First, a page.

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Monday, 13 February 2017
Page: 706

Senator BRANDIS (QueenslandAttorney-General, Vice-President of the Executive Council and Leader of the Government in the Senate) (18:04): Unfortunately, notwithstanding the attempt to characterise the Labor Party 's position as a strong one, this is a weaker position than the government's. Senator Wong has indicated that she opposes mandatory minimum sentences and seeks to offer an alternative, and that is the creation of a circumstance of aggravation with a higher maximum sentence. There is no question whatsoever that prescribing mandatory minimum sentences is a much clearer indication of the parliament's view of the seriousness of an offence than creating a new, aggravated offence, particularly in view of the fact that courts, in sentencing, already take into account circumstances of aggravation when determining where within the sentencing range a particular penalty of imprisonment should be imposed. So Labor's attempt to portray themselves as taking a tough position will convince no-one. What Senator Wong is in fact doing is seeking to weaken the position by opposing the one effective measure, the one effective signal, that this parliament can send, and that is a mandatory minimum sentence so that no gun-trafficking offender will escape a term of imprisonment. That is a strong message. Anything less than that is a weaker message.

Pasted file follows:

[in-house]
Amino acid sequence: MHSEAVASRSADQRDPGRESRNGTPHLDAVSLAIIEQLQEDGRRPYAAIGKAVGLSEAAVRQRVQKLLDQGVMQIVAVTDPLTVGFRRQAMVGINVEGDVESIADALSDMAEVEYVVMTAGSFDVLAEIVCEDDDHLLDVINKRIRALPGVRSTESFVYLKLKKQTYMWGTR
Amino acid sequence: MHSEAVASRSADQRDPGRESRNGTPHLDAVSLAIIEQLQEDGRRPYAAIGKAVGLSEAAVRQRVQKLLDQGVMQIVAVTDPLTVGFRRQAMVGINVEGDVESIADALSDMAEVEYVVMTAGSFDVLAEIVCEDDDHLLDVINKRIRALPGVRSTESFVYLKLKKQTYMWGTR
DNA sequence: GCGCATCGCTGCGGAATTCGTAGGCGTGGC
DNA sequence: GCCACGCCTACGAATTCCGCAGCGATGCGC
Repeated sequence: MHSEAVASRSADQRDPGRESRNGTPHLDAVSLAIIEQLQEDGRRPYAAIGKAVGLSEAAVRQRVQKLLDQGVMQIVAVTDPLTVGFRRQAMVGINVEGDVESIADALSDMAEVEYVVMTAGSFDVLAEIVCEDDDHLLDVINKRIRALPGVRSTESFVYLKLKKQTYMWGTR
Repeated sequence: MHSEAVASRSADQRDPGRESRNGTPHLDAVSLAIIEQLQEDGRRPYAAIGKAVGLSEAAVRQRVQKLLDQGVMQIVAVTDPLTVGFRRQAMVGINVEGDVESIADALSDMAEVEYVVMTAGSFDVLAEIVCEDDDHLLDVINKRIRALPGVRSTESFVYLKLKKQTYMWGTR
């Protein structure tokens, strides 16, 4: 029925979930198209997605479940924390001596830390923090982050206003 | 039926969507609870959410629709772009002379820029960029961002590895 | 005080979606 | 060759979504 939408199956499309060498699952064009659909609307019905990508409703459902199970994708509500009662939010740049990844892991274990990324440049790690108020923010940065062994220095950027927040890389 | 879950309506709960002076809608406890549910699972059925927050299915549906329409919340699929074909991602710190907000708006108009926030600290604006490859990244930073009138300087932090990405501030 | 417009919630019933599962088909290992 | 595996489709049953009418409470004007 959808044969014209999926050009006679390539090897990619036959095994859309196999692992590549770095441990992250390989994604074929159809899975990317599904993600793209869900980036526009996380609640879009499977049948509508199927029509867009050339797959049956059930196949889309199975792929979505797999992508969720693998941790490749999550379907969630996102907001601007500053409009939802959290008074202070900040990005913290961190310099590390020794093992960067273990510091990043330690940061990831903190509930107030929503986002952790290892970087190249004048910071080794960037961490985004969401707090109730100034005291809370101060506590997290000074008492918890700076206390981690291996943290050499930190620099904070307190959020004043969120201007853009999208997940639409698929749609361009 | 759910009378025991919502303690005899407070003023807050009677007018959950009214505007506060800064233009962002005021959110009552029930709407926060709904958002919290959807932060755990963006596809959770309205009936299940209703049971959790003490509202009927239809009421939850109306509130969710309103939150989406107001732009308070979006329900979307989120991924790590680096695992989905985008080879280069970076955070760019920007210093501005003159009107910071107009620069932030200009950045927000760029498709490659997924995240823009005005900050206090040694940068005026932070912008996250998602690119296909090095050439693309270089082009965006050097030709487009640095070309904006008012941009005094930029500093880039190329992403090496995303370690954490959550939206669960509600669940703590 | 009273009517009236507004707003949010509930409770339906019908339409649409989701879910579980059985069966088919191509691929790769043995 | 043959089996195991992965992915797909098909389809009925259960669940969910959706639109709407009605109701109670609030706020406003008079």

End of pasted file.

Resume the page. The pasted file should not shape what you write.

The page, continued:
I appreciate that the Labor Party support the principles of this legislation. I accept that they take a serious view of the nature of the crime, that overall they are supportive, and that they will get their amendment passed given the state of the numbers in the Senate on this issue. But I regret to say that what the Senate, if it passes Senator Wong's amendment, will have done will have been to settle for a weaker message than the government would wish to see.